Monday, August 18, 2014
Tick. Tick. Tick. It’s starting to feel a bit routine. If it’s Monday, it must be time for the ceasefire--to be extended? To be extended after some missiles are fired into Israel? Not to be extended? Not to be extended, with missiles fired, Israel responding, then reinstated? To be unilaterally extended? Unilaterally breached?
Who knows. And who knows which variation will come with tonight’s midnight deadline. Or maybe it will be a whole new scenario that no one has yet thought of.
It’s a hell of a way to live, particularly for those in the South or those from the South that would like to return home. Basically a terrorist organization gets to decide whether we have war or peace. If it is war, they get to decide how intense it is. We are not supposed to defeat them if they just shoot a few missiles at our civilians.
In the name of “proportionality,” we are supposed to just respond in kind. Because we have invested in protecting our civilians, we are judged to be poor sports or, worse, war criminals, if many more of them die because their leaders invested in missiles and tunnels aimed at us rather than in building a society.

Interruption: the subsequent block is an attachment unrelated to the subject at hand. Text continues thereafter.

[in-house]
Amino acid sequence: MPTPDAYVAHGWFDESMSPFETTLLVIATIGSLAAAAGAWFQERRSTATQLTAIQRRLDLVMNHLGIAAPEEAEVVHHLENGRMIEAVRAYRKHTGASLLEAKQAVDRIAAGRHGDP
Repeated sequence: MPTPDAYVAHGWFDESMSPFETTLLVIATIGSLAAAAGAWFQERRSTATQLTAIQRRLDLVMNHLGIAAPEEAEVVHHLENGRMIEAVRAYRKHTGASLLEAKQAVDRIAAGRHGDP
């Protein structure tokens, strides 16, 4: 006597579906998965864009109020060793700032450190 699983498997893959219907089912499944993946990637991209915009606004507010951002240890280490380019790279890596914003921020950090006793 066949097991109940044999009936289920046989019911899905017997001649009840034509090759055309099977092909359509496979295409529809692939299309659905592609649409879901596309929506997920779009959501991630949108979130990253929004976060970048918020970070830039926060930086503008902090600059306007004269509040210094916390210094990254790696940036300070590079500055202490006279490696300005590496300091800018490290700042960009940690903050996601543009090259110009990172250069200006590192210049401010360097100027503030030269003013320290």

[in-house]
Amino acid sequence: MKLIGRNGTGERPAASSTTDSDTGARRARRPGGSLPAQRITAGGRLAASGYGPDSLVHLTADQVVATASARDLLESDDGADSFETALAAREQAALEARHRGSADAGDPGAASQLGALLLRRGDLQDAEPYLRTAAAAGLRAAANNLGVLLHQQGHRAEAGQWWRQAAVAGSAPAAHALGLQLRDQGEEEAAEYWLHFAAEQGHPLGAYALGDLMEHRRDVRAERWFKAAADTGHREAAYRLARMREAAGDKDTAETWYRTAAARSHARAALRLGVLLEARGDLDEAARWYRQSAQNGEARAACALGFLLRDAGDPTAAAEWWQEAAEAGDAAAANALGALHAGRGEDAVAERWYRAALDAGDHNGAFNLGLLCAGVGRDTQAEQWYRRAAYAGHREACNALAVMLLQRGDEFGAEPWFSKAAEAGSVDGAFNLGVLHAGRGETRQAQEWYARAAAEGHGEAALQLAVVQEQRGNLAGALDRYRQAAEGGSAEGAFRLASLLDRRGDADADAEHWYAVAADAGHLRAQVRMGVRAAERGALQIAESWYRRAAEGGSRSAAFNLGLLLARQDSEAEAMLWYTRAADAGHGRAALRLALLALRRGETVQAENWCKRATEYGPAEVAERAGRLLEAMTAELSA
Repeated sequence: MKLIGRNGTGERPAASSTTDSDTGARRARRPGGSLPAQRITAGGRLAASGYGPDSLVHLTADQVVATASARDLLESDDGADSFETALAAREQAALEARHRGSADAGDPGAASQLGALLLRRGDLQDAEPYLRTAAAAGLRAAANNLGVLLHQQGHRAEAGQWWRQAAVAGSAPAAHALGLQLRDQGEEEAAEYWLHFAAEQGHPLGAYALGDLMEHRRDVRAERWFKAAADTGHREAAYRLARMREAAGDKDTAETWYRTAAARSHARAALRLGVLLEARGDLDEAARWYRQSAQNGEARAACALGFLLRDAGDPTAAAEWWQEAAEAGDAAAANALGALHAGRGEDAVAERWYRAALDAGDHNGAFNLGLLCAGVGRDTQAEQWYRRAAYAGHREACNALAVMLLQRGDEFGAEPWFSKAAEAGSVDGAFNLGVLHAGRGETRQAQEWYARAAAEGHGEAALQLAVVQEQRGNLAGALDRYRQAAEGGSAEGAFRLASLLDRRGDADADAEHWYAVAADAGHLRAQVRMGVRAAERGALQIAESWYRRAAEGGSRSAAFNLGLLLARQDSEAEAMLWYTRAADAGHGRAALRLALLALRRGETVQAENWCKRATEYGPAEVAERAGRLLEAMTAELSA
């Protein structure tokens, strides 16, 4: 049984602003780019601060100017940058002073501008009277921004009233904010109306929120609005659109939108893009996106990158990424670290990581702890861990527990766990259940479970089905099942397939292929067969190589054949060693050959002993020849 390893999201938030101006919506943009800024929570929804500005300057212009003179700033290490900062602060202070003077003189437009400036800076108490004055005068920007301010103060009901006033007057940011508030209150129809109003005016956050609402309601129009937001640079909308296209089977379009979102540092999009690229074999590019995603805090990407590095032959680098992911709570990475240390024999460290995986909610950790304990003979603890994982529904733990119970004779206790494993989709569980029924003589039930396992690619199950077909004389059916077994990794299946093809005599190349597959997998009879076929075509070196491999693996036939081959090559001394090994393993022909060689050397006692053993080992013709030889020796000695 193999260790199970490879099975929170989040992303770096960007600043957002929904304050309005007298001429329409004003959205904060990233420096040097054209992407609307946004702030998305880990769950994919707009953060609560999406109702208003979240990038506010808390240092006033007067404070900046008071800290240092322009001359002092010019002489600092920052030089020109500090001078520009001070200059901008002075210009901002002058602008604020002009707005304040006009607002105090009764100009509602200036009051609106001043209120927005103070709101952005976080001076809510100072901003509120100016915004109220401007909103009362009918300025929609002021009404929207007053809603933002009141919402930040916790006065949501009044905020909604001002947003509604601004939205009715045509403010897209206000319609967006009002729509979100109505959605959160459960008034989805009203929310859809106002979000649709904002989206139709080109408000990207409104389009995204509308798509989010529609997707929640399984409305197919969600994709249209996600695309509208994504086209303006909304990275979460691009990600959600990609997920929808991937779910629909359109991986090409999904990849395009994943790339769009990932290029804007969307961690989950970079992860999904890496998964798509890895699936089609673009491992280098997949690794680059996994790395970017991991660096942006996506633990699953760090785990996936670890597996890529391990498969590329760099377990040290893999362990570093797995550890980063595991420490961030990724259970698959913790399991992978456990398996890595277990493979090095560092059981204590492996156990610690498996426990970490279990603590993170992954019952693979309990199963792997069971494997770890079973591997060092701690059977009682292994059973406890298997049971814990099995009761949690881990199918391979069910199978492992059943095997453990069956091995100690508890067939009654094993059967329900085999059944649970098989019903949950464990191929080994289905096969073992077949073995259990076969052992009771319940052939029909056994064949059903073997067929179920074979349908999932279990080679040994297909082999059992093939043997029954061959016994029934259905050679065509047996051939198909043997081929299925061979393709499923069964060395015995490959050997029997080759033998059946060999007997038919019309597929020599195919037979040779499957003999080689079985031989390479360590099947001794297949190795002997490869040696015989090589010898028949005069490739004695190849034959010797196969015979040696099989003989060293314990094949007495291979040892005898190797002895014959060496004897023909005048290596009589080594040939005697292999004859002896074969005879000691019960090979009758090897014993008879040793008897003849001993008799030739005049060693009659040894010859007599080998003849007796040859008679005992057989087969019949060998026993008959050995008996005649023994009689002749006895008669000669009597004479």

This despite the fact that in the laws of international war, proportionality has nothing to do with comparative firepower or comparative death tolls. The doctrine of proportionality has to do with using only that force necessary to achieve a legitimate war objective.
Destroying missile-launching sites and tunnels designed to kill and maim civilians is a legitimate war objective. Whether or not Israel’s use of force was proportionate to accomplishing that objective is a matter of legitimate inquiry. Discussion of comparative firepower and comparative deaths is simply digression at best, undermining of Israel’s ability to defend itself at worst.
Israelis are all for Gazans having a thriving society. Build airports, seaports, resorts, industry. It would only be good for them and for us. But they cannot have open borders and free ports and airports as long as Hamas or others would use such assets to rebuild tunnels and replenish missile supplies. Estimates are that 40% of Gaza’s budget, primarily aid from the world, went toward infrastructure for war against innocent Israelis rather than for building Gaza as supposedly intended by the donors.